Editor-in-Chief Elisabeth Lisican showcases a handful of features to read in the April 2017 issue of Water & Wastes Digest.
Many of today’s large urban water treatment plants rely on sophisticated chlorination processes in order to provide clean, sanitary water to millions of consumers in the U.S. and around the globe. The efficiency and cost-effective operation of chlorination processes in water treatment facilities can significantly improve with the installation of flow meters that accurately measure the flow of chlorine gas in the treatment process.
Turning raw water obtained from various ground or surface water supplies into clean potable water fit for human consumption or industrial purposes requires the removal of contamination sources. Such sources can include algae, bacteria, fungi, minerals, parasites and viruses.
Many of these contaminants are potentially dangerous or even lethal to humans. Some contaminants merely affect the taste of water and are removed to make the water more palatable.
Stages of water treatment
There are three major stages of water treatment. Primary treatment involves screening of water during the collection phase from ground or other sources. Secondary treatment removes fine solids and contaminants with filters and other techniques. Tertiary treatment includes disinfection and other processes that improve taste and overall quality.
Flow measurement is involved at all three stages in the process, but gas flow measurement is critical during disinfection processes that rely on chlorine gas.
The proper dosing of chlorine into the water filtration system requires precise and repeatable flow measurement of chlorine gas. Chlorine gas is a toxic gas that can be a deadly hazard to plant employees if improperly handled or if there are leaks in tanks, lines or valves. This gas is also corrosive and reacts with instrument-wetted materials over time, potentially causing oxidation and failure.
When too little chlorine is added to the water, problems of disease can result that affect people’s health. When too much chlorine is added, the quality of taste can resemble a “swimming pool” flavor.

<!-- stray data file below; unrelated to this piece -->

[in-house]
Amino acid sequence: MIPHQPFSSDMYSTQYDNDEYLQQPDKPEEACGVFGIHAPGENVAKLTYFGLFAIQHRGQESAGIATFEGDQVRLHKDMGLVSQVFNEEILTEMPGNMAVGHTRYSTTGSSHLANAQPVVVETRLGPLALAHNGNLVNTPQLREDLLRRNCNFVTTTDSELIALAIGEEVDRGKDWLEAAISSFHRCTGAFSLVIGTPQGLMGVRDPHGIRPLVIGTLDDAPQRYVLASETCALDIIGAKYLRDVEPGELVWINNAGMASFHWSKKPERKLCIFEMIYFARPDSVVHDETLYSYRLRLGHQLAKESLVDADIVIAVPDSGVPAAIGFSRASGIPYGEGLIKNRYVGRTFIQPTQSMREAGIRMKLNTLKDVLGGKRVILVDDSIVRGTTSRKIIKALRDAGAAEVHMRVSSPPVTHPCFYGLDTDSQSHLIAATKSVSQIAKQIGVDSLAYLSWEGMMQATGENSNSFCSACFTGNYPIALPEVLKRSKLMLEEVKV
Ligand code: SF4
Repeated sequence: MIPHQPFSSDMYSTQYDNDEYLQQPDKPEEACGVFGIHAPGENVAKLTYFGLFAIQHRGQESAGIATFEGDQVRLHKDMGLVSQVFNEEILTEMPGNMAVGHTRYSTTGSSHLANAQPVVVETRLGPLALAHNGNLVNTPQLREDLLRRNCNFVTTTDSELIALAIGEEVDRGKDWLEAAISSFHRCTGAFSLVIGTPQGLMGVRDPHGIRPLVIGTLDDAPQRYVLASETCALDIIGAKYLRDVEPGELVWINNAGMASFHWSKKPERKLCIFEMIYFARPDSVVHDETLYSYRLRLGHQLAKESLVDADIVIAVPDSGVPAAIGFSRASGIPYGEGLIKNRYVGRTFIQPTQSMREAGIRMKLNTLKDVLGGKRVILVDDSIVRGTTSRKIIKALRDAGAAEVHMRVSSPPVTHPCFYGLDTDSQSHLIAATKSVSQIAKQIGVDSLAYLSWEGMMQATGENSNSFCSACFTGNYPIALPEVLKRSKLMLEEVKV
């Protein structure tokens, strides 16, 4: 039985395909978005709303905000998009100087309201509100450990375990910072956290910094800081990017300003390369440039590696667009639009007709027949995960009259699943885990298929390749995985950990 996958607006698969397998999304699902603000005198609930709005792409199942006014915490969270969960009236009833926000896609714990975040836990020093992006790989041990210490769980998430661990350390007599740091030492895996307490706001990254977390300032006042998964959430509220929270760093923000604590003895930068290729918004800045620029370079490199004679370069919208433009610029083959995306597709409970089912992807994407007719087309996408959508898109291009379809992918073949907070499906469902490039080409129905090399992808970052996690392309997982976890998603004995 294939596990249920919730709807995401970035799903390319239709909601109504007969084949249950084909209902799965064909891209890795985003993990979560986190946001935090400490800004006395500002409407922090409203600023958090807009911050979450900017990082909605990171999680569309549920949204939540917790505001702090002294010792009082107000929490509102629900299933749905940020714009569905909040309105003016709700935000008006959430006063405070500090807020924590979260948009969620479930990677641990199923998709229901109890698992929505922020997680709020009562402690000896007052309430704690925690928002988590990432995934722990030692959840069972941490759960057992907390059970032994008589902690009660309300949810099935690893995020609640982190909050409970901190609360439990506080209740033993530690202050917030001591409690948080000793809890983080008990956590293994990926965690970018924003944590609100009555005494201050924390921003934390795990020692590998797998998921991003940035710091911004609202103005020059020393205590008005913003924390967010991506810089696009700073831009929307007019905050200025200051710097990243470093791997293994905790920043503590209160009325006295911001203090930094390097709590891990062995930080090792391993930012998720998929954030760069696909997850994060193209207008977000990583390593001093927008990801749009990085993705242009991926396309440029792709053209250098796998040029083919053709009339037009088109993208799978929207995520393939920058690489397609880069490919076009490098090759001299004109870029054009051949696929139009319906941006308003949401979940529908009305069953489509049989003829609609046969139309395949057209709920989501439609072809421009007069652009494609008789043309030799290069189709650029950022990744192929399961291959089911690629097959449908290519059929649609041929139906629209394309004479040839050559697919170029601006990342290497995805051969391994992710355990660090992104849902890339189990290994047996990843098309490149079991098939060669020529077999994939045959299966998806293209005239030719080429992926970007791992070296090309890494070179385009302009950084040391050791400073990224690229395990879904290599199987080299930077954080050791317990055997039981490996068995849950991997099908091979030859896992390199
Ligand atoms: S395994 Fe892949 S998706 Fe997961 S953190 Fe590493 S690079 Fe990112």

To ensure the right amount of chlorine is added to water, water plant technicians continuously monitor the process and rely on flow meters for precision chlorine gas flow measurement.
Flow measurement problems
In a typical large urban municipal water plant, a distributed control system (DCS) controls the flow of liquid chlorine through a pipeline to a chlorination building. The liquid chlorine is circulated through an evaporator that boils it and the gaseous vapor is drawn off. The chlorine gas is then added to the water in precise and accurate concentration levels, as measured by a gas flowmeter, to ensure high quality and safe potable water.
The water plant staff continuously monitors the quality level of incoming water from its distribution network to determine the correct amount of chlorine necessary to achieve water purity. Gas flowmeters are typically inserted in the chlorine gas process piping, which are then connected via input/output modules to the control system. The control system then continuously controls the amount of chlorine required for water purity.
There are some challenges associated with metering chlorine gas. It is corrosive, wet and the flow rates can be extremely low for this type of application. Some flowmeter sensing technologies are better suited for measuring low-flow chlorine gas levels than others for this type of application. Moving-part designed flowmeters are generally more subject to corrosion damage in chlorine gas, while differential pressure-type flowmeters tend to suffer from inlet plugging.
The result can be degraded performance, more frequent maintenance needs and added maintenance costs.
The chlorine gas flow solution